Coaches don't like the new rules because they are unequipped for these kinds of decisions. There is no existing conventional wisdom for their decision-making intuition to fall back on. I'll probably have a field day second-guessing them next season, but I'm not sure I like the complexity.
I think the entire OT discussion is missing one very important underlying problem. The NFL has certain requirements about its OT format it wants to preserve. It wants a quickly-resolved, exciting, and fair game. It wants the format to resemble 'true' football that incorporates all three phases of offense, defense, and special teams. These requirements dictate what kind of OT rules are necessary, and that's the way it should work. But there is one unspoken requirement the NFL seems to have that makes no sense: Overtime must begin with a coin flip.
Wait... Why? Why must there be a coin flip? Why should something wholly arbitrary and entirely random dictate all the rules that follow? Why should the flip of a coin bestow an advantage of any size to either team? Remove the coin flip from the process, and things become much clearer.
The unfortunate reality is that no system will be perfectly fair. Some team will likely have an advantage over the other. In fact, granting one team a significant advantage over another is a celebrated part of the NFL. For most playoff-bound teams, the main question in the latter part of the season is who earns home field advantage in the playoffs. The home team wins 57% of the time--in all games, not just the tiny few that go into overtime.
The question is, how do we determine which team gets that advantage? In baseball, the team that bats second has an advantage in the 9th inning (and in extra innings) because it knows what is needed to win. If the first team doesn't score, the second team knows it can adjust its strategy to play 'small ball,' increasing its chances of scoring just one run at the expense of possibly scoring more. If the first team scores two runs, the second team knows it needs a rally and would adjust its strategy accordingly. For baseball fans, this edge is accepted as a natural part of home field advantage.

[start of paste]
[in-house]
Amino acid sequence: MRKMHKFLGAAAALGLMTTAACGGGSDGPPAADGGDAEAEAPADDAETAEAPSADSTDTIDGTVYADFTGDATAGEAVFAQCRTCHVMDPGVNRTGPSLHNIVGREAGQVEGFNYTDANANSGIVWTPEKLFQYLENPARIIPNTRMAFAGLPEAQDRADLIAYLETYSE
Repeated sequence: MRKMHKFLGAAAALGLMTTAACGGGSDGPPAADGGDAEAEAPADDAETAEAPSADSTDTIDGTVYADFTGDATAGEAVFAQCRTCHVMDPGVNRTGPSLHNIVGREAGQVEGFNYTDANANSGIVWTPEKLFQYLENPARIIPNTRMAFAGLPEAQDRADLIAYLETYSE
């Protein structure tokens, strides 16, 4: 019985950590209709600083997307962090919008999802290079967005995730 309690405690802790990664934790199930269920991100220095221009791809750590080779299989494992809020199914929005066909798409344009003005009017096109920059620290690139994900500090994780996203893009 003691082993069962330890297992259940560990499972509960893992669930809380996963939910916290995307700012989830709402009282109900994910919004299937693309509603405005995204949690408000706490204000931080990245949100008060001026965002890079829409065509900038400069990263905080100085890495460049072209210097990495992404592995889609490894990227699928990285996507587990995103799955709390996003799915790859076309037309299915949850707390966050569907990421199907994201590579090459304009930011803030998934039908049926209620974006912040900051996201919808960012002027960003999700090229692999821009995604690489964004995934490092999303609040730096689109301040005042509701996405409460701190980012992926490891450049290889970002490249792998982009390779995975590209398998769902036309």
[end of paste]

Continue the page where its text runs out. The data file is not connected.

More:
The NFL could eliminate the OT coin flip and assign first possession to the home team. Or, it could simply use the result of the coin flip to begin regulation. Why does there need to be a second coin flip at all?
In either case, knowing ahead of time who would start OT with the ball would indirectly mitigate the advantage of first possession. If I'm coaching a team that just scored a TD to tie the game late in the 4th period, and I know the other team would have the first possession in OT, I'd want to go for the two-point conversion. I'd probably rather take my chances on the 2-yard line than have to kick off to start OT, under either the old or new format. The same principle applies to a team that can decide between attempting a game-tying FG or going for a TD to take the lead.
Anyway, there are millions of NFL fans, and there are just as many ideas for fixing OT. (And I think half of them are collected in comments at this site.) I think the 28-4 vote by the teams to change OT was really more of an admission the old system was broken rather than an endorsement of the new format.